Modest Mouse
The Moon and Antarctica


Modest Mouse is an indie trio from Washington State fronted by singer/guitarist Isaac Brock and anchored by the the rhythms of bassist Eric Judy and drummer Jeremiah Green. In case you haven't already heard about them (the buzz from the critics has been deafening since their 1996 debut, "This Is a Long Drive for Someone with Nothing to Think About"), they are often compared favorably to alt-rock legends the Pixies and lo-fi auteurs like Pavement and Built to Spill. But Modest Mouse are really like no other band before or since—the sense of isolation-in-the-midst-of-a-crowd that permeates their music is at once startlingly new and eerily familiar. They are prolific without watering down their material, with three full-length CDs and a handful of EPs to their credit in the last few years. Even "Building Nothing Out of Something", a CD that compiles several of their out-of-print EPs and singles, is astonishingly well-formed—most bands dream of releasing a single album as cohesive as this.

"The Moon and Antarctica", their first major-label release, is perhaps their most accomplished work to date. New listeners may be lured in by the near-pop melodies present in "3rd Planet", "Gravity Rides Everything", and "Paper Thin Walls", but don't be fooled—these songs are still as bleak in their sentiments as previous Mouse manifestos, with lyrics like "Everything that keeps me together is falling apart" (3rd Planet), "As fruit drops/flesh it sags/Everything will fall/Fall right into place" (Gravity Rides Everything), and "Everyone wants two of them/And half of everyone else who's around" (Paper Thin Walls).

This isn't to say that this music is no fun to listen to; even on the most gloomy songs, such as "The Cold Part" (whose lyrics consist primarily of variations on the phrase "So long to this cold cold part of the world") and "Perfect Disguise", the interplay between the multiple guitar lines and the bass are a mesmerizing spell that only bands like The Church and Television were previously capable of casting. Even the lyrics, which are for the most part meditations on death, disconnection, and the utter absence of love, leave you in awe of their complex simplicity, zen haiku fragments spiked with existential shards of rage and frustration.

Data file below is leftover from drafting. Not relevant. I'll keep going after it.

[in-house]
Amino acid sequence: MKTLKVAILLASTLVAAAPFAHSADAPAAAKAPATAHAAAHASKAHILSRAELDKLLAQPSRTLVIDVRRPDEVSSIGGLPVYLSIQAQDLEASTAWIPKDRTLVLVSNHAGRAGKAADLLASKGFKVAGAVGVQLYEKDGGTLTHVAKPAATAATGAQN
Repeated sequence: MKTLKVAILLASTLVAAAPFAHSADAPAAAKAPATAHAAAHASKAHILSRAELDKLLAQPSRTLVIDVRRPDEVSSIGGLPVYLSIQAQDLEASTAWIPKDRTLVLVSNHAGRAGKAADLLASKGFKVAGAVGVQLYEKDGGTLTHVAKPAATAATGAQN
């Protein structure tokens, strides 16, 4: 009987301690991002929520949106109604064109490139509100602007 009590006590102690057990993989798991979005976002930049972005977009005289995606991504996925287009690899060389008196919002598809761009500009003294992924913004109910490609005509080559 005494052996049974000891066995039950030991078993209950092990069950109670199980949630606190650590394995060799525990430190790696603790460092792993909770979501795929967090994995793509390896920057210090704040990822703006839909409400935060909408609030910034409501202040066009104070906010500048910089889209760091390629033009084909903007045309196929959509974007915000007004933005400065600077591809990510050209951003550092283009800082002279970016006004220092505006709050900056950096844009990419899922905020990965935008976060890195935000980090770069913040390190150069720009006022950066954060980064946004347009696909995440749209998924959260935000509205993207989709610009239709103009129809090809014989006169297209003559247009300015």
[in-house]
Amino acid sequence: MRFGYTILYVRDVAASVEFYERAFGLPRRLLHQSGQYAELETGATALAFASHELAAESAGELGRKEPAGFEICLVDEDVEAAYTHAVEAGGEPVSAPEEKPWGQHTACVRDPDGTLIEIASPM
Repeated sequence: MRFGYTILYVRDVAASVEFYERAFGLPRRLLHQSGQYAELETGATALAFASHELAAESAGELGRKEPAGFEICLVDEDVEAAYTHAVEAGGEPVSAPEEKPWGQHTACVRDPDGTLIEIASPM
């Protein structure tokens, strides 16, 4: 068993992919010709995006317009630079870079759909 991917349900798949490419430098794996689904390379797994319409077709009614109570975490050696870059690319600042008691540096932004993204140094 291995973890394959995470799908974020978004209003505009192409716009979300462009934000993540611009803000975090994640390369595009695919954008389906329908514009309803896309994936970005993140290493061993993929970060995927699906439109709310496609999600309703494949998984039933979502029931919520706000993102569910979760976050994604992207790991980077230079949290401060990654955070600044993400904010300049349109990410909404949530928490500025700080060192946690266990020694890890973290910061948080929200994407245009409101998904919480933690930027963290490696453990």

Nevertheless, there is still an undercurrent of hope in some of the lyrics that has only briefly been glimpsed in past Modest Mouse outings. It's not a obvious as the hope that flowed through Radiohead's melancholy masterwork "OK Computer", but from Modest Mouse, it's practically an expression of joy. "In this life like weeds/You're a rock to me/You're the dirt I breathe" sings Brock on "Life Like Weeds", in which he thanks others (friends? family?) for supporting him, and even regrets not saying it more often ("I could have told you all that I loved you"). In the middle of "Lives", one of the album's bleaker tunes (featuring lyrics like "No one really knows the ones they love/If you knew everything they thought I bet you'd wish that they'd just shut up"), Brock slips in an acoustic song fragment whose lyrics and music undercut the gloom of the rest of the song:

It's hard to remember we're alive for the first time
It's hard to remember we're alive for the last time
It's hard to remember to live before you die
It's hard to remember that our lives are such a short time
It's hard to remember when it takes such a long time
It's hard to remember

The Moon and Antarctica would be appropriate settings for listening to this album—desolate, awe-inspiring, and ultimately unknowable. Like any great work of art, it's the mystery that will keep you listening to this record for years; you can't quantify it exactly, but you know down to your bones that it's beautiful and sad and true.

Chris Pace

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